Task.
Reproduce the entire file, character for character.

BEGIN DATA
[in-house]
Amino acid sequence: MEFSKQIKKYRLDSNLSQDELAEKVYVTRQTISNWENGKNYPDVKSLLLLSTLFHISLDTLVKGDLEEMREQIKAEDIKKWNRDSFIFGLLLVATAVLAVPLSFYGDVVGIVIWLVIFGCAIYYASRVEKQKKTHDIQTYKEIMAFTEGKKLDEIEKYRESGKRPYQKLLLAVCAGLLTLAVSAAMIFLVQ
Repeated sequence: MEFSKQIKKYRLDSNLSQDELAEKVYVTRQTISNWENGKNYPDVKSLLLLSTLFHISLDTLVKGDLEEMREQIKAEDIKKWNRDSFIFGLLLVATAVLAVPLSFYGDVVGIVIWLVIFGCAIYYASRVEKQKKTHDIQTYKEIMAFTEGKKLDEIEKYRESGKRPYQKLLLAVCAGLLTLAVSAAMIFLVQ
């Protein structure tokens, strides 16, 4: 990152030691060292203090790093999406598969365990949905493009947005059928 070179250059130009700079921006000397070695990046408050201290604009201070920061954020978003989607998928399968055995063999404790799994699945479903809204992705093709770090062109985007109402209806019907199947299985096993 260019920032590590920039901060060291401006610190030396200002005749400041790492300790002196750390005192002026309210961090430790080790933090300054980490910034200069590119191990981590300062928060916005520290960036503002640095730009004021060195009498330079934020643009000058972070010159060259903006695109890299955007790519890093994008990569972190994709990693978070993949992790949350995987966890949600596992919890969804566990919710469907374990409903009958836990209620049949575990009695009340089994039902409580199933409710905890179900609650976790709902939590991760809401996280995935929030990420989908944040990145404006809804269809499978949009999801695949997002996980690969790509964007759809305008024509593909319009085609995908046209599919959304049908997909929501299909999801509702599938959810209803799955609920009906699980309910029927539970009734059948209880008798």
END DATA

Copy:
[in-house]
Amino acid sequence: MEFSKQIKKYRLDSNLSQDELAEKVYVTRQTISNWENGKNYPDVKSLLLLSTLFHISLDTLVKGDLEEMREQIKAEDIKKWNRDSFIFGLLLVATAVLAVPLSFYGDVVGIVIWLVIFGCAIYYASRVEKQKKTHDIQTYKEIMAFTEGKKLDEIEKYRESGKRPYQKLLLAVCAGLLTLAVSAAMIFLVQ
Repeated sequence: MEFSKQIKKYRLDSNLSQDELAEKVYVTRQTISNWENGKNYPDVKSLLLLSTLFHISLDTLVKGDLEEMREQIKAEDIKKWNRDSFIFGLLLVATAVLAVPLSFYGDVVGIVIWLVIFGCAIYYASRVEKQKKTHDIQTYKEIMAFTEGKKLDEIEKYRESGKRPYQKLLLAVCAGLLTLAVSAAMIFLVQ
């Protein structure tokens, strides 16, 4: 990152030691060292203090790093999406598969365990949905493009947005059928 070179250059130009700079921006000397070695990046408050201290604009201070920061954020978003989607998928399968055995063999404790799994699945479903809204992705093709770090062109985007109402209806019907199947299985096993 260019920032590590920039901060060291401006610190030396200002005749400041790492300790002196750390005192002026309210961090430790080790933090300054980490910034200069590119191990981590300062928060916005520290960036503002640095730009004021060195009498330079934020643009000058972070010159060259903006695109890299955007790519890093994008990569972190994709990693978070993949992790949350995987966890949600596992919890969804566990919710469907374990409903009958836990209620049949575990009695009340089994039902409580199933409710905890179900609650976790709902939590991760809401996280995935929030990420989908944040990145404006809804269809499978949009999801695949997002996980690969790509964007759809305008024509593909319009085609995908046209599919959304049908997909929501299909999801509702599938959810209803799955609920009906699980309910029927539970009734059948209880008798």